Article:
Photo credit: USDA NRCS. This is a photo of the WA state soil, "Tokul". Yes I am a geek for including a picture of a soil profile, but bear with me, I'm a soil scientist. The dark color in the upper horizons is a result of organic matter accumulation. Tokul soils are mostly found in western WA, and under conifer forest canopy.
Virgin soils like those found in grasslands, forests, and marshes are full of organic matter, however, human activities like construction and tillage degrade this natural resource. In the natural world, all organic matter gets recycled in the soil, including fallen leaves, excrement, and carcasses. Organic matter, like that found in biosolids, is full of nutrients. As microbes eat the organic matter, nutrients are slowly released to plants, and they excrete sticky substances called exudates (I love that word). The sticky exudates bind soil particles together, which helps prevent erosion and preserve topsoil. All this organic matter also helps loosen up compacted soil and retain water for thirsty plants. People like me will argue that organic matter might be our nation’s greatest resource since it’s organic matter that helps to protect our arable land. But enough with the dirt on dirt, the take home message is: organic matter is good for soil.


Volunteers haul biosolids compost to garden beds at Alleycat Acres' Beacon Hill site.
Some folks balk at the idea of biosolids. I used to, so I understand this reaction quite well. No doubt, there is a serious ick factor associated with poop. From childhood we are taught waste is dirty and a cause of disease (remember this is why we have wastewater treatment systems). But then I actually saw, touched, and smelled biosolids composts (pretty innocuous), and I started to think about the sustainability factor. It became clear to me biosolids aren’t icky, but actually a wonderful, renewable, natural resource worthy of reverence. Biosolids are full of nutrients derived from our food, which are nutrients that originated from farm soils. To close the nutrient loop, we need to return these nutrients to the soil, otherwise we need to mine or manufacture more fertilizer. The decision here is easy since one choice is sustainable and the other is not. The other important question to ask is: if we don’t use biosolids as a soil conditioner and fertilizer replacement, what do we do with them?

Andy Bary, WSU soil scientist, collects GPS data points at a long-term dryland wheat study site.
Me sampling a Yakima valley hops field, with a long history of biosolids application.
Skeptics claim biosolids are unsafe, unregulated, and unstudied. This is simply untrue. No other soil amendment or fertilizer has been so thoroughly studied or regulated. University and government scientists throughout the U.S. have studied biosolids for over 35 years and have repeatedly demonstrated their safety. Scientists continue to study biosolids for safety, efficacy, and larger sustainability issues, such as carbon sequestration. Are there pollutants in biosolids? In small concentrations – yes. We live in a dirty, chemical-ridden world, so of course there are pollutants. They are everywhere! While testing shows some level of pollutants exist in all soil amendments, we should know and appreciate that given the original mission of wastewater treatment - to protect human and environmental health - biosolids are the most regulated and monitored soil amendment available. Conspiracy theorists and skeptics abound when it comes to biosolids, but before we get wrapped up in the hysteria over ickyness, I ask that we all take step back and look at the larger sustainability picture.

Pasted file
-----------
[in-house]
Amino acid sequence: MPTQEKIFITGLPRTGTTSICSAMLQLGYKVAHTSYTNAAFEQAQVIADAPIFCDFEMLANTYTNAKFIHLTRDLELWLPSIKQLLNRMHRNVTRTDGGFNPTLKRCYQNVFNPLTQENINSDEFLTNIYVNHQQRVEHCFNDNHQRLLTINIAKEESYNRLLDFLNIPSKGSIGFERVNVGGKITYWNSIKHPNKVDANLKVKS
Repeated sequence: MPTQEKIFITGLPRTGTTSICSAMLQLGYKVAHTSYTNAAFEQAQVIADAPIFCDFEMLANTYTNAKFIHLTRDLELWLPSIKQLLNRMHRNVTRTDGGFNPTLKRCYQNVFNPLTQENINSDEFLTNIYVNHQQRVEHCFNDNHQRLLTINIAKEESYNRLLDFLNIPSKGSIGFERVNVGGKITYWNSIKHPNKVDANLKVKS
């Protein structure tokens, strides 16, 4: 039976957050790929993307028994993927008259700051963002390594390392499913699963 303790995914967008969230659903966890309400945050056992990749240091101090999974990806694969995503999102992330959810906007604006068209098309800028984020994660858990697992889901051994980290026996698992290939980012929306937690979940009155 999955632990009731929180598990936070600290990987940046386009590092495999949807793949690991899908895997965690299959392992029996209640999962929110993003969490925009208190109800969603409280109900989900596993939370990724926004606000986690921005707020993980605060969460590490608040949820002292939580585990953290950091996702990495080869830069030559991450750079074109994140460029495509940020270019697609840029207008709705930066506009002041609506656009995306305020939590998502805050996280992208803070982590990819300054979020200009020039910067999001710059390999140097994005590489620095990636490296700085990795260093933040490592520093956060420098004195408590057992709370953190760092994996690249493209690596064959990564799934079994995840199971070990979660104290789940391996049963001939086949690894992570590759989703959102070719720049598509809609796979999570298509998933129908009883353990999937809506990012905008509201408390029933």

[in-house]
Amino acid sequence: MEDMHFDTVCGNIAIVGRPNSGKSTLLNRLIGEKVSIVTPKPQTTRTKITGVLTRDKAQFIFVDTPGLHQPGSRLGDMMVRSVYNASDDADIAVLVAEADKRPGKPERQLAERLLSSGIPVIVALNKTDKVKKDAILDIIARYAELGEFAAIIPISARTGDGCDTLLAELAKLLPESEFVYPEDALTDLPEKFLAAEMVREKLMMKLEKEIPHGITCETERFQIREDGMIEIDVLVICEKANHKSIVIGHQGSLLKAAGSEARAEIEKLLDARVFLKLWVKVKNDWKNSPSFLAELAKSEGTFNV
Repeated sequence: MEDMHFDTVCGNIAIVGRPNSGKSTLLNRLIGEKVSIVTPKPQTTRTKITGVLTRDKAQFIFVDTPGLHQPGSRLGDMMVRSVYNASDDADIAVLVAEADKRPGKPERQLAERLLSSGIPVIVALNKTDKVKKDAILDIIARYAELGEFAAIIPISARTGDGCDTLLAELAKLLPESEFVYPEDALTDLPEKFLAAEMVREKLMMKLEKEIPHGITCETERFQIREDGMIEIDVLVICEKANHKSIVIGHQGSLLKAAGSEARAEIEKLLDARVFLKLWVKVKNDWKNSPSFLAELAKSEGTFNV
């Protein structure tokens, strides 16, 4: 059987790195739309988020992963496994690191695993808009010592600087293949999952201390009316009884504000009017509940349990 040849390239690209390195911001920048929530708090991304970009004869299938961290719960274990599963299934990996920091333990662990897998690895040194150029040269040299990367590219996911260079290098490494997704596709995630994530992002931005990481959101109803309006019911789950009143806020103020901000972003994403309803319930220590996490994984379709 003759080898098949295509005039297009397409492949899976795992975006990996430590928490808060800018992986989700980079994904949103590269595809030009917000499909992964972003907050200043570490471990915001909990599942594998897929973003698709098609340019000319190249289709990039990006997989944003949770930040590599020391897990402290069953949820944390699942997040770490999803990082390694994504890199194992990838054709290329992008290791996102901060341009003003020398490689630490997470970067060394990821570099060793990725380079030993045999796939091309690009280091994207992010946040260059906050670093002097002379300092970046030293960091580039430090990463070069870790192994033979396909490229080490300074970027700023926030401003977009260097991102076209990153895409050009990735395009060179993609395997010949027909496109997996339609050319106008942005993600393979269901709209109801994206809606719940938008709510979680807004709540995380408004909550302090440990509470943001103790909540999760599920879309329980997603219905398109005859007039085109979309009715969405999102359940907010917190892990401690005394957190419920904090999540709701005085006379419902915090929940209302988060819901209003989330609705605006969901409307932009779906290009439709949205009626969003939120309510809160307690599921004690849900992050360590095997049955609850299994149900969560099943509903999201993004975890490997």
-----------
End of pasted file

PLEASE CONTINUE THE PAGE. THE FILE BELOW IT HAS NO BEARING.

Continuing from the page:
UW undergraduate intern and I collect soil samples from a restoration site on Vashon Island, WA, where biosolids composts were used to restore the soil.
A year later wildlife and trees are starting to come back to the Vashon Island site.
Biosolids application to soil is proven as a safe renewable way to return nutrients and organic matter back to the earth. Biosolids are a product of wastewater treatment, which is designed to protect human and environmental health.

Pretty purple Scabiosa growing in biosolids amended soil.
It’s International Compost Awareness Week (May 1-7, 2011), and it’s time to get gardening! How about trying some GroCo, Tagro, or Soundgro for yourself! These amazing soil amendments are created locally with our very own class A biosolids products.
Since I live in an urban area, I would like to send out a big thank you to the wastewater treatment operators and program managers who work in the sewers to keep me, my neighbors, and Puget Sound healthy. Thanks folks! Keep up the good work!